fiddler-roof-01Traditionally the musical is the most difficult for we can’t find a show that has amazing female roles, a great ensemble and intricate music for the pit orchestra and singers.  Both Ms. Winnie and Ms. Houge suggested Fiddler on the Roof and I said, “Really?”  I never thought they’d suggest that musical, but it fit and I love it.  Once upon a time… 17 years ago I played Tevya.  I rocked the coolest beard!  Fiddler on the Roof is perfect!  Lots of female roles, a great ensemble and tough music for the pit orchestra.  On the plus side for me, there is amazing dance opportunities in this show.  Have you seen the 2015 Broadway revival?!

the-tempest-06And finally I chose The Tempest by that English playwright.  We haven’t done a Shakespeare since 2013, so no one currently in school has experienced the wonder that is being in a Shakespeare play.  I promise you it is so much better than any of your English class experiences.  This play will make a William Shakespeare enthusiast out of you.  The spring play will be the big cast production where you can be automatically cast if you come to the workshops and audition.  Also, I want to edit it and put aerial dance into it.  This play is about magic and a storm.  Aerial silks is perfect for telling the story.  It also is an amazing show for tech to shine, Wayne, our Tech Director, is very excited to get his hands on this show.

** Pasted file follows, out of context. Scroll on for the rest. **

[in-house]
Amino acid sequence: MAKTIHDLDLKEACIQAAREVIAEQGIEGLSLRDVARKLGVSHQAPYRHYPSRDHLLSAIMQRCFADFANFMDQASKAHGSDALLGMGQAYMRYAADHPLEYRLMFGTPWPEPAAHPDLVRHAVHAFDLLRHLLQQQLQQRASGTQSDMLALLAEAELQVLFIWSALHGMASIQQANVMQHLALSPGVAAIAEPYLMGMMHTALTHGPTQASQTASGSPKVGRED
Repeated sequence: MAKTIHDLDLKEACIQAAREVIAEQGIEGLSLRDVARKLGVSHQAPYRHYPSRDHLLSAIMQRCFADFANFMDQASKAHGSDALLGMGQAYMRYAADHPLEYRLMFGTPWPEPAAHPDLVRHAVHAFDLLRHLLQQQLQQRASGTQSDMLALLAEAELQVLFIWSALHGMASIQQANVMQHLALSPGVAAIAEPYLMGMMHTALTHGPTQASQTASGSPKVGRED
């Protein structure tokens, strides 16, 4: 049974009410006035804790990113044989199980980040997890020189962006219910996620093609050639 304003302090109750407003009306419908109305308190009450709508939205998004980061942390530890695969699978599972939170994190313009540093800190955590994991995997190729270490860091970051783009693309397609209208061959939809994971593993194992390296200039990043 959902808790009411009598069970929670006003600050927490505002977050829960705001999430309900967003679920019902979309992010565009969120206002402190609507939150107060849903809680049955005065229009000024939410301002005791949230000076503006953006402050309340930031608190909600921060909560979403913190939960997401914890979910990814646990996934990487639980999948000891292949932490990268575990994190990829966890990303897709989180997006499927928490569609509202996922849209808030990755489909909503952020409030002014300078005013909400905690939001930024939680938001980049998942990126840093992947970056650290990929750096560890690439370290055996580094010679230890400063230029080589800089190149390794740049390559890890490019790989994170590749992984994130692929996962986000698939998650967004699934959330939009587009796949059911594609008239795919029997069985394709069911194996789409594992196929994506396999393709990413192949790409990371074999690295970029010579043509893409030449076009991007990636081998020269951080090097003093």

While the 2016-2017 theatre season was the most difficult for me to choose, I’m very excited with the season.  Each play deals with conflict and change, so the theme for this season is “Winds of Change,” whether it’s a husband who brings home a dog one day and almost ruins his marriage, a Jewish population forced out of their town, or real wind changing to create a tempest that washes enemies to shore, this season is filled with laughter, heartbreak, challenges and so much fun for those students who choose to be apart of the Theatre Department this year.  Hope to see you all there!

Season Banner 2016-2017

By: Ms. Figg-Franzoi
Homestead High School Theatre Teacher

Blog by Ken